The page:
Several teenagers gathered around a lifelike manikin lying in a hospital bed to learn how to use a stethoscope to listen for abnormalities in its heart or lungs.
The lesson July 18 at the Clinical Simulation Center of Las Vegas was part of UNLV’s first summer nursing camp.
Twenty-seven incoming high school juniors and seniors — as well as class of 2019 graduates — participated in the weeklong camp. Students were from all over the Las Vegas Valley, as well as Washington and Minnesota.
UNLV School of Nursing officials said they want to increase the visibility of the nursing program, so they created a camp geared toward teenagers who are making decisions about college and a career. It comes as the university is expanding the number of slots for incoming nursing students.
Tricia Gatlin, associate dean for academics at the School of Nursing, said she hoped camp participants would gain a clear sense of whether they’re interested in a nursing career.
She also wanted teenagers to understand the broad realm of nursing, including the role of nurses as innovators, scientists and caregivers, she said.
“Nursing is more than you ever possibly thought it could be,” Gatlin said.
Camp activities included CPR and first aid training, ACT preparation, an art project in which students expressed what nursing means to them, acting out simulations of possible scenarios that would break HIPPA (Health Insurance Portability and Accountability Act of 1996) health information privacy rules, a tour and job shadow at University Medical Center, “Stop the Bleed” training and a presentation by UNLV admissions.
For 17-year-old Anabelle Carino, who’s going into her senior year at Liberty High School in Henderson, the highlight of the camp was shadowing a nurse at UMC. She was also excited to see an operating room and learn about technological advances.
“We were able to see the ins and outs of things we didn’t think we’d be able to see,” she said.
Before the camp, Carino wasn’t sure if she wanted to go into nursing, but now she’s more confident in her path.
John Patriarca, 18, who graduated from Chaparral High School in east Las Vegas this spring, said he learned nurses “do way more than take care of patients.”
Next summer, UNLV hopes to add a second weeklong session to the camp, Gatlin said, so more students can participate.
Practicing nursing skills
Clinical Simulation Center of Las Vegas, which opened a decade ago, is a 31,000-square-foot facility at UNLV’s Shadow Lane Campus. It’s used by the UNLV School of Nursing, Nevada State College School of Nursing and UNLV School of Medicine.
Through simulation, students can practice in an environment where if they make a mistake, there’s no harm.
The center has manikins that are realistic depictions of patients, with a pulse, heart and lung sounds, and the ability to speak and simulate giving birth.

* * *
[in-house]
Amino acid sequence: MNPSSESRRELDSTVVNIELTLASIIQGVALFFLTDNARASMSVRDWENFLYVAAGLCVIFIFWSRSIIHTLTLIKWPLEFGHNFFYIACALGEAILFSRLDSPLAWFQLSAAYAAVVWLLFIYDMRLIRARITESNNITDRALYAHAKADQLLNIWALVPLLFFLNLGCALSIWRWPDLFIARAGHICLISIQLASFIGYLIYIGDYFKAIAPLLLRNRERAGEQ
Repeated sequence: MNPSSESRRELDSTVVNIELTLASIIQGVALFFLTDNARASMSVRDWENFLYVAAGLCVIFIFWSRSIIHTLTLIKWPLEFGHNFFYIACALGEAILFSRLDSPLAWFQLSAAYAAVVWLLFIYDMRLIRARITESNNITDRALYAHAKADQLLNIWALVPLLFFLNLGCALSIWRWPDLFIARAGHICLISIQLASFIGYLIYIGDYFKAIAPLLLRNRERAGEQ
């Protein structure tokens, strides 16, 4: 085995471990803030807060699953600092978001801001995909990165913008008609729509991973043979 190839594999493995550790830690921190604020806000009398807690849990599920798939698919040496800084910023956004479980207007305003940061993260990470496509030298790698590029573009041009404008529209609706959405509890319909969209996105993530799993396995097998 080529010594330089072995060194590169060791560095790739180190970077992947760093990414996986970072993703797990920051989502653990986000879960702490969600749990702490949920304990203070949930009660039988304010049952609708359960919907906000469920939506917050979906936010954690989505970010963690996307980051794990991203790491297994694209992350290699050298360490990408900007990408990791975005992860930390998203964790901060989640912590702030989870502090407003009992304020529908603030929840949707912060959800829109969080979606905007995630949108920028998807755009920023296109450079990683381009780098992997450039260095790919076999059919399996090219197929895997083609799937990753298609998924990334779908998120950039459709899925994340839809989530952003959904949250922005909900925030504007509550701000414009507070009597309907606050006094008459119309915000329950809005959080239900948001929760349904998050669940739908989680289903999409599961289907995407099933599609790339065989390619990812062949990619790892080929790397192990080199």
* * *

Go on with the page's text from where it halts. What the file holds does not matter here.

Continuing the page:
On July 18, teenagers rotated among stations with activities led by UNLV nursing students. A large room was equipped with rows of hospital beds separated by curtains, which were left open that day.
Lessons included how to take vital signs such as blood pressure, proper hand washing, how to put on personal protective equipment, using a simulator to learn basic life support, a simulated ultrasound of a liver and kidneys, suture and staple removal, and how to use assistive devices such as a lift to get a patient out of a hospital bed.
At the ultrasound station, a Clinical Simulation Center employee showed two teenage girls how Doppler ultrasound works by placing the transducer on the inner side of her left wrist.
As they watched the monitor, the students’ faces lit up. “Woah,” one girl said.
Expanding the nursing program
Historically, the UNLV School of Nursing — which has been in existence for 55 years — brought three 48-student cohorts into the program each year, for a total of 144 students.
Last year, the school had 56 incoming students per cohort. And for the upcoming school year beginning in late August, the program will increase its capacity again: 72 students per cohort, for a total of 216 annually.
Some students who apply for UNLV’s nursing program are eligible, but aren’t able to enroll due to a limited number of clinical placements, Gatlin said. By expanding the number of slots, she said, it will allow more students to enter the program and they’ll in turn work to “increase the health of Nevadans.”
Manikin vs. mannequinn
There are two spellings for the dolls that look like humans. A manikin is a model of the human body that’s anatomically correct and is used for educational purposes, while a mannequinn is a dummy often used in stores to display items of clothing.